# Area under v vs t sinusoidal trace

1. Jan 5, 2014

### lavster

if I have a sinusoidal trace on an oscilloscope (v vs t) and I wanted to find the area under the wave form squared graph I could integrate the sqaured waveform with respect to t.

but since i dont have the integration facility... is it fair to say that the area under the graph is proprtional to vrms^2 ?

im confused to what vrms is? the average v^2 value (i know its Vpeak/2)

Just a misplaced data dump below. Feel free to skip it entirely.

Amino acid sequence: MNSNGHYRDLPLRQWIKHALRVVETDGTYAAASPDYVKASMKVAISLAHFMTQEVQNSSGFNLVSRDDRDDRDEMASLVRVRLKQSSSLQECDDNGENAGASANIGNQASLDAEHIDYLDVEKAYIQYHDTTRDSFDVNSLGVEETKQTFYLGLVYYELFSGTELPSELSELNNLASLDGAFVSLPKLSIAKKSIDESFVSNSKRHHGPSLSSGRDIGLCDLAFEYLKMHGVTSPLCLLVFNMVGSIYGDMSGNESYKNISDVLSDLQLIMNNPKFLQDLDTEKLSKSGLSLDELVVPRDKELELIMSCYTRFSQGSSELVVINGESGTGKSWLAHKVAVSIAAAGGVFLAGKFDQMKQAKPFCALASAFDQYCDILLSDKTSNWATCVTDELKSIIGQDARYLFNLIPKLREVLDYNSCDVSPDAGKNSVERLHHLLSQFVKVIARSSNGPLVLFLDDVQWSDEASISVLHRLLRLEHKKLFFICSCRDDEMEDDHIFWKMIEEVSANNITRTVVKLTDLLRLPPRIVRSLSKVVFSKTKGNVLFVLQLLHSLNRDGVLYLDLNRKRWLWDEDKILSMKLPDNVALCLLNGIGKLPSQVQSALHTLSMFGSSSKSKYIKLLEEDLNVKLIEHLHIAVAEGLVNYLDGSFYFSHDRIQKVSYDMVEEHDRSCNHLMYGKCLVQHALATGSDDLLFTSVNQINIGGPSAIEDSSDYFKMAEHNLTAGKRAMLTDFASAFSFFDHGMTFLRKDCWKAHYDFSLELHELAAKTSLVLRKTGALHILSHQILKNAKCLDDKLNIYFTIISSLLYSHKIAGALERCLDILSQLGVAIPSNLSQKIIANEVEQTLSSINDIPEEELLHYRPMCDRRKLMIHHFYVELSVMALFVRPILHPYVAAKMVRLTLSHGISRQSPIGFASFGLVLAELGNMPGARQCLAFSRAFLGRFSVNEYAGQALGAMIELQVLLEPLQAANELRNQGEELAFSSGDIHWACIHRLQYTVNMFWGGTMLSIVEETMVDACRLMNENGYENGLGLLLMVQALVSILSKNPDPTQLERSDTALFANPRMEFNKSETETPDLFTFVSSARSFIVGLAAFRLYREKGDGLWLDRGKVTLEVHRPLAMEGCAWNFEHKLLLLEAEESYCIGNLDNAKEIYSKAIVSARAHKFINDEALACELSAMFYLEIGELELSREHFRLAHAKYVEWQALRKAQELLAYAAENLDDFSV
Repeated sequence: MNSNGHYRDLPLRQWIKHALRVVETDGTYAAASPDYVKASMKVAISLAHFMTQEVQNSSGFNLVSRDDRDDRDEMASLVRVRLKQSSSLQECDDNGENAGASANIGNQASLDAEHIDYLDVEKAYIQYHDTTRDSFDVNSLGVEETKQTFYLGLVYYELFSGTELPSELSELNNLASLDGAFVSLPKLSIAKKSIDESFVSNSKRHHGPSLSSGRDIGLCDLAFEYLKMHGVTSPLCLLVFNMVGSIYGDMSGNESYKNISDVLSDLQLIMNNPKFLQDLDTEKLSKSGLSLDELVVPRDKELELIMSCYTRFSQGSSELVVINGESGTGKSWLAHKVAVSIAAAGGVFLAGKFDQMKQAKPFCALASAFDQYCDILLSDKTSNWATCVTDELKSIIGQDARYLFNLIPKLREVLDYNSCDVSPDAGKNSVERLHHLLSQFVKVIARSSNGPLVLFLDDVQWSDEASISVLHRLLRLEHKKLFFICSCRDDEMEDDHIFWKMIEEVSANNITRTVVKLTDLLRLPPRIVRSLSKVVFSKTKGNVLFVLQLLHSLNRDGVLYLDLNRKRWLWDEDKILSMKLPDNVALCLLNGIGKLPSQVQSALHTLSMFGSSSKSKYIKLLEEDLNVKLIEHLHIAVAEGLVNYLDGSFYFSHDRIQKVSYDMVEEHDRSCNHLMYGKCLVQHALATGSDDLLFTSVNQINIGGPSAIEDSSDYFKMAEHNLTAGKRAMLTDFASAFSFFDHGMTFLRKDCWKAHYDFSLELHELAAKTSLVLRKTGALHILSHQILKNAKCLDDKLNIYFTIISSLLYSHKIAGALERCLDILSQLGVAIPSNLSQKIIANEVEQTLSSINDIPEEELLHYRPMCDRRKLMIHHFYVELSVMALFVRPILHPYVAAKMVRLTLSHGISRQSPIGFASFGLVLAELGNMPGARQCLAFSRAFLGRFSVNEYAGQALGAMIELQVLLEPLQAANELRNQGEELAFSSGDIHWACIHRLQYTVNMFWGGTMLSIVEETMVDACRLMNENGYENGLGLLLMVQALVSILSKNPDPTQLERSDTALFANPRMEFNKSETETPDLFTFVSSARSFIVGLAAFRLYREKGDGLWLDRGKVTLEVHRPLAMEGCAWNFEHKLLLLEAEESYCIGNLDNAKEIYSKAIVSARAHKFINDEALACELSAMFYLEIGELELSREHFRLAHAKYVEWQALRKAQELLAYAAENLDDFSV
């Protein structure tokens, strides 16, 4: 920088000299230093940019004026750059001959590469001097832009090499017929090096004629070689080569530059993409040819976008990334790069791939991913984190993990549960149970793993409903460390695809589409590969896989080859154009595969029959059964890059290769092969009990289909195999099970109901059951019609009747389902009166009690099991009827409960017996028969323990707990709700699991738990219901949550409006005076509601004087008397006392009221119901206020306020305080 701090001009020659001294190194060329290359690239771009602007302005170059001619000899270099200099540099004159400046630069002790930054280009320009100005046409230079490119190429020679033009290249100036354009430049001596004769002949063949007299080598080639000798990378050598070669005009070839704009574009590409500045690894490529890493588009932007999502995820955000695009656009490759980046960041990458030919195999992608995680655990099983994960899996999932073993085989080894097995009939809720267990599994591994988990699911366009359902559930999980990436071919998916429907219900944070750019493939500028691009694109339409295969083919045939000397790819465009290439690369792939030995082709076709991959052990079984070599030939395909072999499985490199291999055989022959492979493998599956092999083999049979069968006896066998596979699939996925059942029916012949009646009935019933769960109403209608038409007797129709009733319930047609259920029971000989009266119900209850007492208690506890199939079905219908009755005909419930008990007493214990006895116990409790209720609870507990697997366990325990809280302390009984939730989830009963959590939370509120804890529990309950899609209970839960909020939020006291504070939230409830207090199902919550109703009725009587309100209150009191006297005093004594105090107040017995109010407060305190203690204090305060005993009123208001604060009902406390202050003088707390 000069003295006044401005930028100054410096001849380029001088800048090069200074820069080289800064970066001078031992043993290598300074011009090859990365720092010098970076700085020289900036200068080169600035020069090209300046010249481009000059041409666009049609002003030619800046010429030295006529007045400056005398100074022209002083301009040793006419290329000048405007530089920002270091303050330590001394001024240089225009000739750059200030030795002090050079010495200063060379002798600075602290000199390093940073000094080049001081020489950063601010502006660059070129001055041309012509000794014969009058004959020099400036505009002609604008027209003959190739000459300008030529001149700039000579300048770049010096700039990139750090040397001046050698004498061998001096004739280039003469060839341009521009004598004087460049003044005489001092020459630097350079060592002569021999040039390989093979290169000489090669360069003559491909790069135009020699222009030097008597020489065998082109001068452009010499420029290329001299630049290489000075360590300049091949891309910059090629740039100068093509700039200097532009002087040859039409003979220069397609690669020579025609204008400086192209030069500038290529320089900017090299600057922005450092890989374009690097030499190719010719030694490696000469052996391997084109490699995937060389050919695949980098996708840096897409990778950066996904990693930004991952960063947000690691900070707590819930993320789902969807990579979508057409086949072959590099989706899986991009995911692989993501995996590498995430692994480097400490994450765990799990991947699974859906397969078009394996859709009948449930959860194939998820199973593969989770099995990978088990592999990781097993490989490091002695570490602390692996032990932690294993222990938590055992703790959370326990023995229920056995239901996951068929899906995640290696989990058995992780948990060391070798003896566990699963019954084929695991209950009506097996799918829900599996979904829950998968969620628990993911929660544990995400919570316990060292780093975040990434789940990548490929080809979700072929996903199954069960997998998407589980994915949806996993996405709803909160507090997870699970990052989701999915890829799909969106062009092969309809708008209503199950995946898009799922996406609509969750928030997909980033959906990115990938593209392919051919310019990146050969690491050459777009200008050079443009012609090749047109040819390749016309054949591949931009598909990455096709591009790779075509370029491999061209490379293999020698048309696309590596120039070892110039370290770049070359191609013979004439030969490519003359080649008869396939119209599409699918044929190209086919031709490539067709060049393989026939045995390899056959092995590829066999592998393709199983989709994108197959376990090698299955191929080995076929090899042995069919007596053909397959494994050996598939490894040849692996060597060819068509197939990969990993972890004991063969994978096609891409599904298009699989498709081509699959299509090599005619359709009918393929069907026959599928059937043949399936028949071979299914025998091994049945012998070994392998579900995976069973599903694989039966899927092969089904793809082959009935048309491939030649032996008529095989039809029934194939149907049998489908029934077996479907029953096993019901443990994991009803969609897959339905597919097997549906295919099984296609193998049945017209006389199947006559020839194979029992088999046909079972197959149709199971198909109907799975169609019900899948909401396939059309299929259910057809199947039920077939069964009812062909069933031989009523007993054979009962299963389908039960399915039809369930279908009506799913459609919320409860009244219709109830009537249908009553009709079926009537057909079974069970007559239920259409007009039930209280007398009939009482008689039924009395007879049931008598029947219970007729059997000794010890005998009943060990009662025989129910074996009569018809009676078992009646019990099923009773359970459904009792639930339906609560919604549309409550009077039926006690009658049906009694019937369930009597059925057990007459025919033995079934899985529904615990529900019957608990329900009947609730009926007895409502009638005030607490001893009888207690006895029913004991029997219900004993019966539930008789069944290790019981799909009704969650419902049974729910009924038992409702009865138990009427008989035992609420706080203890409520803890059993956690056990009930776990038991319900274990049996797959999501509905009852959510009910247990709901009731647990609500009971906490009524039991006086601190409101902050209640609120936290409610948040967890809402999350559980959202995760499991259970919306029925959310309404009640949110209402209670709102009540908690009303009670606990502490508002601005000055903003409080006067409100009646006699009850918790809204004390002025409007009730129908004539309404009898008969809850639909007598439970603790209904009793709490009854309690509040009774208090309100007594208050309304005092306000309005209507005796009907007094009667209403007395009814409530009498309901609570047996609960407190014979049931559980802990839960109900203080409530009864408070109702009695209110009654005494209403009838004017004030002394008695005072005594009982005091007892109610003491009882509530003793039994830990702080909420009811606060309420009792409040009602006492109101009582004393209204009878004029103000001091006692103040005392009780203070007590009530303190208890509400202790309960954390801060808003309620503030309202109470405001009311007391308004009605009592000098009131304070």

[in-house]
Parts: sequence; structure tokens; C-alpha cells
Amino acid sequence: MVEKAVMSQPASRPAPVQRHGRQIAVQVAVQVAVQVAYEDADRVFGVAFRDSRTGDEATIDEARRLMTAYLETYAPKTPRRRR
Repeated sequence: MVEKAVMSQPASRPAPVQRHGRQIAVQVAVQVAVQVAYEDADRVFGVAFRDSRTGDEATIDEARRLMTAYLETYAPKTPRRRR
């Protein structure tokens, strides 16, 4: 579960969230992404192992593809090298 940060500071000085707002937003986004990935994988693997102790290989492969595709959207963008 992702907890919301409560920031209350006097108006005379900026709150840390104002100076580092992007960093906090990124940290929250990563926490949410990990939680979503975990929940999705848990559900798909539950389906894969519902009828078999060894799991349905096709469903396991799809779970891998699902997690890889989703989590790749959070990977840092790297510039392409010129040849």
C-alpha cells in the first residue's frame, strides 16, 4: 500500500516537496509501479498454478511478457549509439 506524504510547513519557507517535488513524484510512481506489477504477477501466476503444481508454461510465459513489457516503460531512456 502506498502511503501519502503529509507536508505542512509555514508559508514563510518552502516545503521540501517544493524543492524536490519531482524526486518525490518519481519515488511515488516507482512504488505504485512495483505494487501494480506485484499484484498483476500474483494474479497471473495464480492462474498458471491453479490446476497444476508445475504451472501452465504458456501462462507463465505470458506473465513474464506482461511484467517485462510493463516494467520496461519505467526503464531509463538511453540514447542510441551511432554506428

thanks

2. Jan 5, 2014

### davenn

wiki has a pretty good article on rms

basically its 0.707 of the peak value
and from what I remember the rms power of an AC circuit ( average power) is the equivalent to the DC power
( did that make sense ?)

Dave

Last edited: Jan 5, 2014
3. Jan 5, 2014

### alva

An AC voltage of 10 volts rms ( no matter whether it is sinusoidal or not ) means that this AC voltage will heat up a resistor as a DC voltage of 10 volts.

Remember that the power transformed into heat is V^2 / R.

in a sinusoidal wave.

No, it is proportional to Vrms an also proportional to Vpeak ( because it is a sinuoidal wave ).